I’m re-posting this 2012 piece for Movember 2013. It’s been published in this format on Noosa NewsFraser Coast Chronicle and Coffs Coast Advocate.

Love and devotion just shone from my son-in-law’s face as we watched him gently bathe his new daughter for the first time in the hospital. When so much attention is focussed on mum and bub it’s so important to celebrate the indispensable supportive traits and contributions of the male of the species.

During November each year, Movember “is responsible for the sprouting of moustaches on thousands of men’s faces around the world” with an aim to raise funds and awareness for men’s health, specifically prostate and testicular cancer and male mental health.

According to the statistics listed on this website, it’s expected 1 in 2 Australian men will be diagnosed with cancer by the age of 85; around 1 in 5 men experience mental illness in any given 12 month period; and, over 85% of suicides are men – that’s 5 every day in Australia. Dire statistics indeed!

So many of my male family members and friends share dynamic focus, an uncomplicated life direction, unswerving loyalty and a commitment to and love of science. But could it be a sole focus on physical science that hinders men’s quest to be healthier?Continue Reading

Care that brings deep change

@Glowimages 060201a0012.
Dementia Dogs help the “deeply forgetful” to reconnect © Glowimages – model used for illustrative purposes

People are living longer and enjoying better health, and today’s 90 year olds are mentally sharper than their predecessors, reports the Lancet. This is great news for many!

What’s more, the numbers of over 80s with dementia in Australia may be set to fall (currently stats stand at 25%). A new study has found that dementia rates among people 65 and older in the UK have plummeted by 25 percent over the past two decades, a trend that researchers say is probably occurring across developed countries and is linked to a healthier and better educated population.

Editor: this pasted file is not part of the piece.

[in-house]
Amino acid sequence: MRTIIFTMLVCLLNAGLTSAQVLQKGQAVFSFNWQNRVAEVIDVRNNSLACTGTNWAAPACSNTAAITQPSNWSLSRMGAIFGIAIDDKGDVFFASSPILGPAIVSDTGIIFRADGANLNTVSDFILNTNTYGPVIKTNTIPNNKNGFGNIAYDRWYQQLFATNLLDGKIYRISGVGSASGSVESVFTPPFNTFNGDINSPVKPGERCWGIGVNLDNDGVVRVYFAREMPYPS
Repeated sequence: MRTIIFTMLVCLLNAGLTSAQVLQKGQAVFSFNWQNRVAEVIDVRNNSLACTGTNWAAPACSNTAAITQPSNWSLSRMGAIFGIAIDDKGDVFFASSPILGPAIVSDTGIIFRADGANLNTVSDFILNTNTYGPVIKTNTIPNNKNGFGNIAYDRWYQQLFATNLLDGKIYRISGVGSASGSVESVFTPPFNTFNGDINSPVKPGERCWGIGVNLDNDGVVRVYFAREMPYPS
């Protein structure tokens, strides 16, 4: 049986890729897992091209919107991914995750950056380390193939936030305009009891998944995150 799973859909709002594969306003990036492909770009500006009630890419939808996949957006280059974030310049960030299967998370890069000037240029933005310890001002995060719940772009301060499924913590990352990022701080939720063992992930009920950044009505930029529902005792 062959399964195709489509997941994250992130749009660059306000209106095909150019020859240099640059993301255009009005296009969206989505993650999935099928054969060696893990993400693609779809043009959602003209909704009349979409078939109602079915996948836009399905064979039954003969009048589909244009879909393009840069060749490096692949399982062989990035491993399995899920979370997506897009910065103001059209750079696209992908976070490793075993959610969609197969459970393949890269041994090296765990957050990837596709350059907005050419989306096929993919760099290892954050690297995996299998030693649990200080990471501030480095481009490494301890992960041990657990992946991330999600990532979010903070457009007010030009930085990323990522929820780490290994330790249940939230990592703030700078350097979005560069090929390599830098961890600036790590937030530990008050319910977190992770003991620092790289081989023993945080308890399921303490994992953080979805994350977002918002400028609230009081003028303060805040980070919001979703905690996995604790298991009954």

These findings dispute the alarming predictions by advocacy groups and some public health officials of escalating numbers of dementia sufferers, as baby boomers age.Continue Reading

Women opt to take a different sort of health pledge

Women find a spiritual approach to wellbeing
Women find a spiritual approach for wellbeing © Glowimages

Picture this. A young mum powering around the front lawn behind a lawn mower, baby in the pouch on her chest screaming his head off.

Reserve your judgement, because in a very short time he has calmed down owing to the monotonous noise and rhythm. The mother has used her wisdom, love and creativity to avert several hours of frustration for them both.Continue Reading

Do this one thing on Daffodil Day

© Stock photos/Glowimages – model used for illustrative purposes
© Stock photos/Glowimages – model used for illustrative purposes

Like me, you too may choose to support Daffodil Day, the annual event to raise funds to help support the Cancer Council’s research, prevention and patient support services. I usually can’t resist the temptation to buy a bunch or two of daffodils as I pass through the supermarket checkouts lined with buckets of them.

By all means, go ahead and buy some, but whatever you do, do this one thing.

Take charge of how you think about your health.Continue Reading